LOCAL BENCHMARKING WITHOUT FINGER POINTING
“If you have ten people in a room, the chances are you’ll have seven different opinions about what benchmarking means,” said Shelley Metzenbaum, co-chair of the Intergovernmental Systems Standing Panel at the National Academy of Public Administration, one of several hosts of the University of North Carolina Local Benchmarking event in mid-January.
As she explained, while benchmarking efforts are supposed to motivate people, some do so by embarrassing those who fall at the bottom of the pile. That approach can heighten fear among participants, who are inclined to kill off the efforts soon as possible.
Far better are North Carolina’s long-standing benchmarking efforts, which have been built on the idea of constructive comparison. For many years, the UNC School of Government benchmarking initiative, which has been a model for others since its inception in 1995, was led by well-known authority in the field, David Ammons. New director, Obed Pasha, took over about a year and a half ago.
As the guest speaker at the session, Pasha spoke about some of the significant changes in North Carolina Benchmarking 2.0, all made with the counsel and support of Ammons. More cities are now participating from an average of ten in the past to 14 now with plans to expand to 18 soon. And the school has utilized new online data collection and display technologies to develop an interactive dashboard with information about 11 services, and a treasure trove of indicators. Plans are currently underway to start a similar program for counties, with a future water and wastewater benchmarking effort coming as well.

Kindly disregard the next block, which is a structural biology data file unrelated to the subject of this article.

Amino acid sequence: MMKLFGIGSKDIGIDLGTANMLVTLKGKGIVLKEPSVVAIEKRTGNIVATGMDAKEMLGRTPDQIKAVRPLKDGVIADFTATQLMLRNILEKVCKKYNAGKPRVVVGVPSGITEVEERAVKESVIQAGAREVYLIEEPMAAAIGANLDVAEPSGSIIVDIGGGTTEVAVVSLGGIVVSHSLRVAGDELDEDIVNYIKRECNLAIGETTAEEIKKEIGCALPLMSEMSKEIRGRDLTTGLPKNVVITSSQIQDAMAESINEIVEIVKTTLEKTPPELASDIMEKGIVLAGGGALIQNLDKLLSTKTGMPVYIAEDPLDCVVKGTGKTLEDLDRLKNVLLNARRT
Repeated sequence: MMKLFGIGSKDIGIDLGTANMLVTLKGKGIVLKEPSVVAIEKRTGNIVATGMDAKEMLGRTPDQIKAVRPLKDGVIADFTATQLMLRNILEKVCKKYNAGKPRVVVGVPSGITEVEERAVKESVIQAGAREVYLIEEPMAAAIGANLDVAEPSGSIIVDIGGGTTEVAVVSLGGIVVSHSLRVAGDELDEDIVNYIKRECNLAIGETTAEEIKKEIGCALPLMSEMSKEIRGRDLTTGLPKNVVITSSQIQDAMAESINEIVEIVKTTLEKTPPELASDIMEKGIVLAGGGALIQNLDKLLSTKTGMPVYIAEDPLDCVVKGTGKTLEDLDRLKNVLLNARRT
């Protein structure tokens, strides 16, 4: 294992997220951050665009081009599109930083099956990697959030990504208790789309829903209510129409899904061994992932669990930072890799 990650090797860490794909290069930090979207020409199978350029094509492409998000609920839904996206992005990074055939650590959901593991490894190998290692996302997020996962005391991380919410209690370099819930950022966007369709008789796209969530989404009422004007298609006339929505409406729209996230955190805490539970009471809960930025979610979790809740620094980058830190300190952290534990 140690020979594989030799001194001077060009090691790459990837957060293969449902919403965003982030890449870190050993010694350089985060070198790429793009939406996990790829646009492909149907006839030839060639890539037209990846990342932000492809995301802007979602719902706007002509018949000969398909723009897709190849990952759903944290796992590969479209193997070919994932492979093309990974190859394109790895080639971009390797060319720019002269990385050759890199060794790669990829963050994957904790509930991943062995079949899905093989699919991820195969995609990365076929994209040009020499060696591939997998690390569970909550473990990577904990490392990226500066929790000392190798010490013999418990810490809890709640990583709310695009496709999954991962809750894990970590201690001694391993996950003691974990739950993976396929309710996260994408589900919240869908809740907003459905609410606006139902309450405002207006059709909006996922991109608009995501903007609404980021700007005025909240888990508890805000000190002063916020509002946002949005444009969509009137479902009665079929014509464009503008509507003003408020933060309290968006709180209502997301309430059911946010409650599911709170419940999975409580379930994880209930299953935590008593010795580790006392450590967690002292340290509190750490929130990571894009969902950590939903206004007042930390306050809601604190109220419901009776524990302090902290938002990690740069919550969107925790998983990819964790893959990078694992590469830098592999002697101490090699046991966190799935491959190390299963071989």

Other fundamental changes include more attention to the latest research and practice, and a focus on making the project more relevant and useful for partners. A key point emphasized throughout the event: The project is not meant for establishing accountability, finger pointing, being a “gotcha” exercise or fostering competition with the intent of establishing rankings with a top and a bottom. “This is not what we’re here for,” Pasha said. “What we’re trying to do is have conversations and get to core underlying issues or problems.”
The dashboard and the ability to manipulate information in multiple ways provides ample material for analysis. But perhaps even more important, performance strategy sessions (11 in 2023) and conversations with and between participants are geared to converting the data into action and ultimately improved results.
The full event is available here, and we highly recommend it, along with its expert-packed Q&A session (including participation from David Ammons) at the conclusion.
We also recommend looking – and trying out – the UNC local government benchmarking dashboard and keeping track of the project’s periodic reports, also posted at that link.
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